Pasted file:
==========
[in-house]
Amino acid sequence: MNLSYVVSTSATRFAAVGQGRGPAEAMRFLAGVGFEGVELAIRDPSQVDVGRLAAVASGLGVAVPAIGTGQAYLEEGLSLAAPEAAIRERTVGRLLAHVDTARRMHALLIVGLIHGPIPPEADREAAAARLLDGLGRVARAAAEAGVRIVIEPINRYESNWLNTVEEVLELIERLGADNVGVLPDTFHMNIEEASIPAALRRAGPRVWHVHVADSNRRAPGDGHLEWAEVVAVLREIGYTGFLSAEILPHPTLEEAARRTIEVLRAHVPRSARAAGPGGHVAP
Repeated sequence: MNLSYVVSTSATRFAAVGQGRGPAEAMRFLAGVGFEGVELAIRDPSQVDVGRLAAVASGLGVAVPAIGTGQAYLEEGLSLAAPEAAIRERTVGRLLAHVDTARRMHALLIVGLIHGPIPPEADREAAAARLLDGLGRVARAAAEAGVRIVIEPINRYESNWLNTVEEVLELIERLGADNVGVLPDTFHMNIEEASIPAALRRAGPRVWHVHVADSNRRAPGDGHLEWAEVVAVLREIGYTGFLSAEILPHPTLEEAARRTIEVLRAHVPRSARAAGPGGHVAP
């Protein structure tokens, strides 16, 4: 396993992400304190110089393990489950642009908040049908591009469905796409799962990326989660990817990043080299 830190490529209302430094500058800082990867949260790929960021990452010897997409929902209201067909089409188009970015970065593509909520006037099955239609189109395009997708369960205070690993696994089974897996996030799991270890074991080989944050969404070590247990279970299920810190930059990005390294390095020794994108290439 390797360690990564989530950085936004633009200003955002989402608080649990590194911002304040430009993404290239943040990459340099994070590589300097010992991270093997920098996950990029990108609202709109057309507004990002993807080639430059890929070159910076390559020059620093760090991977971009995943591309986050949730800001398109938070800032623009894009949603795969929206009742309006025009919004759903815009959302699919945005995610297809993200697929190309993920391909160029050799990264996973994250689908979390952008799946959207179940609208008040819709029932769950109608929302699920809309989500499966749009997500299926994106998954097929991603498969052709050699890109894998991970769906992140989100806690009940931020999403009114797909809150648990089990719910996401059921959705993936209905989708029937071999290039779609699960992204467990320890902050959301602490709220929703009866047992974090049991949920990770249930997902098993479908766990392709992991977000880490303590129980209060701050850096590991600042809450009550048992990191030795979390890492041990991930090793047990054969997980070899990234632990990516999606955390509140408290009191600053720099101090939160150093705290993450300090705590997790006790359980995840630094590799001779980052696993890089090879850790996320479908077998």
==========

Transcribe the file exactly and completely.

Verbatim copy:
[in-house]
Amino acid sequence: MNLSYVVSTSATRFAAVGQGRGPAEAMRFLAGVGFEGVELAIRDPSQVDVGRLAAVASGLGVAVPAIGTGQAYLEEGLSLAAPEAAIRERTVGRLLAHVDTARRMHALLIVGLIHGPIPPEADREAAAARLLDGLGRVARAAAEAGVRIVIEPINRYESNWLNTVEEVLELIERLGADNVGVLPDTFHMNIEEASIPAALRRAGPRVWHVHVADSNRRAPGDGHLEWAEVVAVLREIGYTGFLSAEILPHPTLEEAARRTIEVLRAHVPRSARAAGPGGHVAP
Repeated sequence: MNLSYVVSTSATRFAAVGQGRGPAEAMRFLAGVGFEGVELAIRDPSQVDVGRLAAVASGLGVAVPAIGTGQAYLEEGLSLAAPEAAIRERTVGRLLAHVDTARRMHALLIVGLIHGPIPPEADREAAAARLLDGLGRVARAAAEAGVRIVIEPINRYESNWLNTVEEVLELIERLGADNVGVLPDTFHMNIEEASIPAALRRAGPRVWHVHVADSNRRAPGDGHLEWAEVVAVLREIGYTGFLSAEILPHPTLEEAARRTIEVLRAHVPRSARAAGPGGHVAP
């Protein structure tokens, strides 16, 4: 396993992400304190110089393990489950642009908040049908591009469905796409799962990326989660990817990043080299 830190490529209302430094500058800082990867949260790929960021990452010897997409929902209201067909089409188009970015970065593509909520006037099955239609189109395009997708369960205070690993696994089974897996996030799991270890074991080989944050969404070590247990279970299920810190930059990005390294390095020794994108290439 390797360690990564989530950085936004633009200003955002989402608080649990590194911002304040430009993404290239943040990459340099994070590589300097010992991270093997920098996950990029990108609202709109057309507004990002993807080639430059890929070159910076390559020059620093760090991977971009995943591309986050949730800001398109938070800032623009894009949603795969929206009742309006025009919004759903815009959302699919945005995610297809993200697929190309993920391909160029050799990264996973994250689908979390952008799946959207179940609208008040819709029932769950109608929302699920809309989500499966749009997500299926994106998954097929991603498969052709050699890109894998991970769906992140989100806690009940931020999403009114797909809150648990089990719910996401059921959705993936209905989708029937071999290039779609699960992204467990320890902050959301602490709220929703009866047992974090049991949920990770249930997902098993479908766990392709992991977000880490303590129980209060701050850096590991600042809450009550048992990191030795979390890492041990991930090793047990054969997980070899990234632990990516999606955390509140408290009191600053720099101090939160150093705290993450300090705590997790006790359980995840630094590799001779980052696993890089090879850790996320479908077998």